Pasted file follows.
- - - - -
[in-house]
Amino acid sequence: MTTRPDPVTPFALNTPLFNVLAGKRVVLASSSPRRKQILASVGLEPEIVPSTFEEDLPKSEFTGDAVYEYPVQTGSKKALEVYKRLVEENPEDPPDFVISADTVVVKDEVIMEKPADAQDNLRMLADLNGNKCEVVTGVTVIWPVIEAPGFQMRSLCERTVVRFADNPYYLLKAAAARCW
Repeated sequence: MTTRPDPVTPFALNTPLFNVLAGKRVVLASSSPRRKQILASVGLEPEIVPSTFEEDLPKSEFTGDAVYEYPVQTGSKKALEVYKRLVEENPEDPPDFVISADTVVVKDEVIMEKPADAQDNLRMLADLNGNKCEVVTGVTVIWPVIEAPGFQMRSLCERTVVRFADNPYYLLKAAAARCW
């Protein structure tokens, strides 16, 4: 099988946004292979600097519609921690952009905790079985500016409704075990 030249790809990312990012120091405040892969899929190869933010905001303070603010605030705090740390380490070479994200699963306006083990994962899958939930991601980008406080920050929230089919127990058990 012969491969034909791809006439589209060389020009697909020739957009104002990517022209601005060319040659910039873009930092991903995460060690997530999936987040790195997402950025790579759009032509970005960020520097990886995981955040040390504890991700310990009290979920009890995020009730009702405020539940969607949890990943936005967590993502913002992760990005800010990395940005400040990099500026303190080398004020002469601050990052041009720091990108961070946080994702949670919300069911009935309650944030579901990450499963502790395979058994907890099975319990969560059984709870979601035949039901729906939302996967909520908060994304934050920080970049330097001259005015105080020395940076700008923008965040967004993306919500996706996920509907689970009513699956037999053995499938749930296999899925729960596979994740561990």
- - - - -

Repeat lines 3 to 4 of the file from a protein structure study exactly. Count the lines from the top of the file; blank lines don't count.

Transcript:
Repeated sequence: MTTRPDPVTPFALNTPLFNVLAGKRVVLASSSPRRKQILASVGLEPEIVPSTFEEDLPKSEFTGDAVYEYPVQTGSKKALEVYKRLVEENPEDPPDFVISADTVVVKDEVIMEKPADAQDNLRMLADLNGNKCEVVTGVTVIWPVIEAPGFQMRSLCERTVVRFADNPYYLLKAAAARCW
């Protein structure tokens, strides 16, 4: 099988946004292979600097519609921690952009905790079985500016409704075990 030249790809990312990012120091405040892969899929190869933010905001303070603010605030705090740390380490070479994200699963306006083990994962899958939930991601980008406080920050929230089919127990058990 012969491969034909791809006439589209060389020009697909020739957009104002990517022209601005060319040659910039873009930092991903995460060690997530999936987040790195997402950025790579759009032509970005960020520097990886995981955040040390504890991700310990009290979920009890995020009730009702405020539940969607949890990943936005967590993502913002992760990005800010990395940005400040990099500026303190080398004020002469601050990052041009720091990108961070946080994702949670919300069911009935309650944030579901990450499963502790395979058994907890099975319990969560059984709870979601035949039901729906939302996967909520908060994304934050920080970049330097001259005015105080020395940076700008923008965040967004993306919500996706996920509907689970009513699956037999053995499938749930296999899925729960596979994740561990």